Souvenir d’Anne Frank rose bushes, sent especially from Japan, will be planted on Holocaust Memorial Day at the Peace Garden in Christchurch Park in memory of the victims of the Holocaust. The roses were sent to theatre company, Ensemble, whose new theatre and music piece, also called Souvenir d’Anne Frank, tells the extraordinary story of the rose in Japan and appears at New Wolsey Theatre on Wednesday 21 and Thursday 22 March.
Val Ross from The Anne Frank Trust UK, Councillor Roger Fern, Deputy Mayor of Ipswich, and representatives of faith communities, voluntary and community organisations and the statutory sector will join children from Castle Hill Primary School, as they hang their messages of hope on the ‘remembering tree’ which will be placed alongside the Souvenir d’Anne Frank rose. ‘Souvenir d’Anne Frank’ rose planting ceremonies will also be taking place on Holocaust Memorial Day throughout the UK in parks and gardens in Southampton, Greenwich and Spelthorne, all of which are hosting performances of the Souvenir d’Anne Frank production as part of its national tour.
Named after the rose, the production infuses music with poetry, performance and song to tell the moving and inspiring story of the Souvenir d’Anne Frank rose, and of Anne’s days in hiding before her capture. Dedicated to Anne’s memory, the rose was sent to Japan by Otto Frank (Anne’s father) as a gift to a young Japanese girl, a reader of his daughter’s Diary. The rose was then planted in towns and cities across Japan, a symbol of peace and reconciliation. Theatre company Ensemble, will also be running educational workshops at each venue, as well as hosting an exhibition made with Manchester’s Women Asylum Seekers Together (WAST).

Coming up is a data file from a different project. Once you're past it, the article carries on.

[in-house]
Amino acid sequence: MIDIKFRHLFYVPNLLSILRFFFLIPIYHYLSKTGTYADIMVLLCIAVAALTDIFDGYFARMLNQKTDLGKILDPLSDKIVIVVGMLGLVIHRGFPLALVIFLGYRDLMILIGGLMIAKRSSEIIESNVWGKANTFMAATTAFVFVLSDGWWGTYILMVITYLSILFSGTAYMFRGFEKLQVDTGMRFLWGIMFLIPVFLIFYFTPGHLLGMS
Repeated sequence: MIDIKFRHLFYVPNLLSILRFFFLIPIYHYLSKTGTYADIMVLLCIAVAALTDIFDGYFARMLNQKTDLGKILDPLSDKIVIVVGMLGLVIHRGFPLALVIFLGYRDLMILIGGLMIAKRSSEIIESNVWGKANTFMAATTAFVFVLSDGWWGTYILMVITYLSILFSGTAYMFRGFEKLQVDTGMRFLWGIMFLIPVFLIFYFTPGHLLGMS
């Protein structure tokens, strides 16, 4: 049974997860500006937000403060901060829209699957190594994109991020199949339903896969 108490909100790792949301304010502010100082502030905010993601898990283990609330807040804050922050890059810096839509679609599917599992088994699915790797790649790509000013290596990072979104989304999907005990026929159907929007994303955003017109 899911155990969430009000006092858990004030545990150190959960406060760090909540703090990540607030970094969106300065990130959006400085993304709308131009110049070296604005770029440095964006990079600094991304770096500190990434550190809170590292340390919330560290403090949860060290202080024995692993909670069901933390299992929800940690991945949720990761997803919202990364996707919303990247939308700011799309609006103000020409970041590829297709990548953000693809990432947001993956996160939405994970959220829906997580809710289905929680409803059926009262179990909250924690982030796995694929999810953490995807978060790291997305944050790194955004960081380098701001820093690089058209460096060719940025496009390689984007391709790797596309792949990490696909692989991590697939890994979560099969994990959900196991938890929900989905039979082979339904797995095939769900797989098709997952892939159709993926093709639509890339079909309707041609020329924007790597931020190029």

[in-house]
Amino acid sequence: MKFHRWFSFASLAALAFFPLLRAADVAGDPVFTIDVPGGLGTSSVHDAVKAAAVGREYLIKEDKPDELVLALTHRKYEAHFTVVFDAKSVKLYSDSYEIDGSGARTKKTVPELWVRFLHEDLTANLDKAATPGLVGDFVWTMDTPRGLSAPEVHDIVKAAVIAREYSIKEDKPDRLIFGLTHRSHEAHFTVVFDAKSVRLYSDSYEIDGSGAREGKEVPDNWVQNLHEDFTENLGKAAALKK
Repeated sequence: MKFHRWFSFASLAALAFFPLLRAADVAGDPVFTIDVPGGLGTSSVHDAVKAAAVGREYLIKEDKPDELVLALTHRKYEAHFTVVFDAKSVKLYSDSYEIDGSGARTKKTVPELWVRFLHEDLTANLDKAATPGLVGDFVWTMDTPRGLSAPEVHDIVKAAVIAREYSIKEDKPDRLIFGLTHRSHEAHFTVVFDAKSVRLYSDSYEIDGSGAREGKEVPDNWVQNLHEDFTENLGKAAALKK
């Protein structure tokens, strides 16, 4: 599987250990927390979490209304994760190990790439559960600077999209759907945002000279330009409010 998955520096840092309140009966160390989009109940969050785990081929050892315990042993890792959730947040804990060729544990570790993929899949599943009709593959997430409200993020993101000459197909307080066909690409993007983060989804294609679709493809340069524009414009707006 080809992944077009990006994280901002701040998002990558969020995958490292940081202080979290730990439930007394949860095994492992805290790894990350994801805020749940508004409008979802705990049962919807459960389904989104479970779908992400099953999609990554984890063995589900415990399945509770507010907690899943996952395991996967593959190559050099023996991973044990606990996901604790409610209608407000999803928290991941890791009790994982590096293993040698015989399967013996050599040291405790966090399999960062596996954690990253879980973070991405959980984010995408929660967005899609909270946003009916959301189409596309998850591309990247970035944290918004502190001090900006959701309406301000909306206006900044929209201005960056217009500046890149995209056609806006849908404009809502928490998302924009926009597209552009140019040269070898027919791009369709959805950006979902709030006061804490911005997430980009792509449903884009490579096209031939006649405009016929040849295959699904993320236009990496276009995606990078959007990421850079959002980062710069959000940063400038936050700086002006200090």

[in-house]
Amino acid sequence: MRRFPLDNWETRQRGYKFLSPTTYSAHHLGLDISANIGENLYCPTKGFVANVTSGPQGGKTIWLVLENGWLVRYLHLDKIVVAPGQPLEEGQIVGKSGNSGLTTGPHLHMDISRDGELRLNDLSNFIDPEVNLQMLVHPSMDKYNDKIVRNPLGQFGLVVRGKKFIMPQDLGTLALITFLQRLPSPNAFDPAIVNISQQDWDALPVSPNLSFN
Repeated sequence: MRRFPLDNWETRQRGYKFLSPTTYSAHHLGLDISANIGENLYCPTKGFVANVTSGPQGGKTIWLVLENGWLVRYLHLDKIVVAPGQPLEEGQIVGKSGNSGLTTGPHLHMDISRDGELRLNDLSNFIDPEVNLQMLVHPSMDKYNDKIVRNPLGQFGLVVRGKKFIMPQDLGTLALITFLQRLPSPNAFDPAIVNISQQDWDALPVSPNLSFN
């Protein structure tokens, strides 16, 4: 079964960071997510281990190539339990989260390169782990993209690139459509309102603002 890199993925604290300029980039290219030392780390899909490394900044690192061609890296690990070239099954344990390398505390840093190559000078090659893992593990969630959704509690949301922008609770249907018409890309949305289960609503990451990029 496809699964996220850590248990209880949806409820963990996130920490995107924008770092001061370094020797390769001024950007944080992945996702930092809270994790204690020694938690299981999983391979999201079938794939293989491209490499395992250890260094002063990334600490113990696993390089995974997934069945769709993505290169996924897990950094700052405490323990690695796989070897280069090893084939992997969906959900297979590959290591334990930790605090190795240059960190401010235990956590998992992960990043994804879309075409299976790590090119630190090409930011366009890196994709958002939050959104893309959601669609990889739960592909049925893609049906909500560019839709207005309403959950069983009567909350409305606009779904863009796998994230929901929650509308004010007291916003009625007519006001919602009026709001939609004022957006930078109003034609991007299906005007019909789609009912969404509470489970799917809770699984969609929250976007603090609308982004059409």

Ensemble’s Elizabeth Mansfield said: “It’s so fantastic that Souvenir d’Anne Frank roses have been sent to us from Japan, to be planted all over the UK for the first time. We hope the roses will leave a legacy of hope and peace, in memory of Anne and her longing for a tolerant, conflict free world”.
Holocaust Memorial Day (HMD) takes place each year on 27th January and provides an opportunity for everyone to learn lessons from the Holocaust, Nazi persecution and subsequent genocides and apply them to the present day to create a safer, better future. The theme for HMD 2012 is ‘Speak up, Speak out’.
There is an exhibition in the Waterfront building at University Campus Suffolk from 10.30am to 3.30pm on 27th January, with a time for reflection from 12.40pm. Speakers will include councillors from Ipswich Borough Council and Suffolk County Council.